High spice to pay for curry house filth
Date published: 10 October 2013
THE owner of an Oldham restaurant was ordered to pay £10,725 yesterday after mouse droppings and foul conditions were found in the kitchen of his business during several environmental health inspections.
Mohammed Saleem (56) of the Taj Palace in King Street, pleaded guilty to four offences under the Food Hygiene Act during a hearing in September. Yesterday he was fined £8,000 and ordered to pay £2,725 in legal costs by Oldham Magistrates.
Investigators found a build-up of grease on the walls, a hole in the ceiling and a mouse problem.
Saleem - not represented in court - said he was “very busy” and “still learning” the restaurant business after taking over the restaurant in June 2010. The offences relate to visits in March and May this year.
Charges included failure to operate proper food safety management systems, failure to deal with mouse infestation and failure to keep the restaurant clean and in good repair.
Oldham Council was alerted to the problem in March 2012, when complaints were made about the restaurant’s food quality and there were incidents of food poisoning.
In July the restaurant was found to be “filthy” and in an “appalling” state by inspecting officers, who served a notice demanding urgent action.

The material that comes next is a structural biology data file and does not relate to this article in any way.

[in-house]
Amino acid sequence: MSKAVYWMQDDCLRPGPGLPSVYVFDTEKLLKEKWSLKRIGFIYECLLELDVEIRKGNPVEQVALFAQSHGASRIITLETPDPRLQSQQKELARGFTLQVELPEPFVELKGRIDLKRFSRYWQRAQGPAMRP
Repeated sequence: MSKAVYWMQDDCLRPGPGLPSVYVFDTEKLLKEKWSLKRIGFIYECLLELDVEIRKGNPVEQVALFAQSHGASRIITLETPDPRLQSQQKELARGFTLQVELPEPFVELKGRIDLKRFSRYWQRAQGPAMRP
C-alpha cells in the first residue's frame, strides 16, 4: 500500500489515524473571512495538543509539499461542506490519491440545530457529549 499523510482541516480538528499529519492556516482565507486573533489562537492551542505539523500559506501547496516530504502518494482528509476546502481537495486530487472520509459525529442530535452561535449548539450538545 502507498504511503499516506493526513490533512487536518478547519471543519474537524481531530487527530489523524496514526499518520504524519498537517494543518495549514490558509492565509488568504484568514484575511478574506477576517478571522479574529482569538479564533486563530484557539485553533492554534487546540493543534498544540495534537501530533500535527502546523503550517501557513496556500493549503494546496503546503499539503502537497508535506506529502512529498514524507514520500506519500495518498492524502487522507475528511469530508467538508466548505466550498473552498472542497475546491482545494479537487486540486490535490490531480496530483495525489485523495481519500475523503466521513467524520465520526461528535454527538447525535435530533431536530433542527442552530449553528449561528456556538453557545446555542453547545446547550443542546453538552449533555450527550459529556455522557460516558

In subsequent investigations little improvement was noted and debris was still present under equipment, with limited evidence of any cleaning.
In May this year Saleem was argumentative and suggested mouse droppings were “cinnamon seeds” as he toured the kitchen with an inspector.
He voluntarily closed the restaurant for improvements and cleaning. Officers allowed the retaurant to reopen in May.
Ruth Crimmins for the council said: “This case shows a blatant disregard by Mr Saleem for any advice given to him and help from the environmental health team.”
The court heard how Saleem tried to intimidate an environmental health officer on the morning of the case at court, claiming Oldham Council had a “vendetta” against him.
Saleem said the restaurant remained closed after the hearing in September. He is awaiting a new inspection.
REPORTERS at yesterday’s court hearing had to justify reporting the story when Mohammed Saleem asked for reporting restrictions to be applied because reports would be detrimental to his business.
The application was denied
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